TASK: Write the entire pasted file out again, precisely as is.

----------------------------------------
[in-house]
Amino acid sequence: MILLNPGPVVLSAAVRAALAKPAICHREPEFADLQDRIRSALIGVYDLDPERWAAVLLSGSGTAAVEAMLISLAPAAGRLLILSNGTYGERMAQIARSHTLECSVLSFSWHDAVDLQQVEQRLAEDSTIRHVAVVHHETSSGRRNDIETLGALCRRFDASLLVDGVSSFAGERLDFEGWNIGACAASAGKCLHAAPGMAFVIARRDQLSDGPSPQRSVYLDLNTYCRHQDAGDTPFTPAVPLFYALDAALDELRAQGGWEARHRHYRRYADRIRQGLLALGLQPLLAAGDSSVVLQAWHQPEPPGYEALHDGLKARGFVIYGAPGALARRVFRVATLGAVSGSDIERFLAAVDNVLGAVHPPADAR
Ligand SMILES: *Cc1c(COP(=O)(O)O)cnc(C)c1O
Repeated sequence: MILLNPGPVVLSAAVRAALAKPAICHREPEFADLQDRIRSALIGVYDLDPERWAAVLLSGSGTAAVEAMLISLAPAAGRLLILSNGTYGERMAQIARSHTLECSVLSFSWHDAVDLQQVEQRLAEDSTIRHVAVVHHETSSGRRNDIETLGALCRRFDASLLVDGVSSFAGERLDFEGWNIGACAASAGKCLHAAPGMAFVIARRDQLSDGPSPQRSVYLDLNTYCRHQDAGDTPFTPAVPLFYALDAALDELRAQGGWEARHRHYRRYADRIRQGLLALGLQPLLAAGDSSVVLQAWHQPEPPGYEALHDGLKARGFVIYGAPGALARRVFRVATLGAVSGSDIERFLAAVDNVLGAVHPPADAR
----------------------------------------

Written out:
[in-house]
Amino acid sequence: MILLNPGPVVLSAAVRAALAKPAICHREPEFADLQDRIRSALIGVYDLDPERWAAVLLSGSGTAAVEAMLISLAPAAGRLLILSNGTYGERMAQIARSHTLECSVLSFSWHDAVDLQQVEQRLAEDSTIRHVAVVHHETSSGRRNDIETLGALCRRFDASLLVDGVSSFAGERLDFEGWNIGACAASAGKCLHAAPGMAFVIARRDQLSDGPSPQRSVYLDLNTYCRHQDAGDTPFTPAVPLFYALDAALDELRAQGGWEARHRHYRRYADRIRQGLLALGLQPLLAAGDSSVVLQAWHQPEPPGYEALHDGLKARGFVIYGAPGALARRVFRVATLGAVSGSDIERFLAAVDNVLGAVHPPADAR
Ligand SMILES: *Cc1c(COP(=O)(O)O)cnc(C)c1O
Repeated sequence: MILLNPGPVVLSAAVRAALAKPAICHREPEFADLQDRIRSALIGVYDLDPERWAAVLLSGSGTAAVEAMLISLAPAAGRLLILSNGTYGERMAQIARSHTLECSVLSFSWHDAVDLQQVEQRLAEDSTIRHVAVVHHETSSGRRNDIETLGALCRRFDASLLVDGVSSFAGERLDFEGWNIGACAASAGKCLHAAPGMAFVIARRDQLSDGPSPQRSVYLDLNTYCRHQDAGDTPFTPAVPLFYALDAALDELRAQGGWEARHRHYRRYADRIRQGLLALGLQPLLAAGDSSVVLQAWHQPEPPGYEALHDGLKARGFVIYGAPGALARRVFRVATLGAVSGSDIERFLAAVDNVLGAVHPPADAR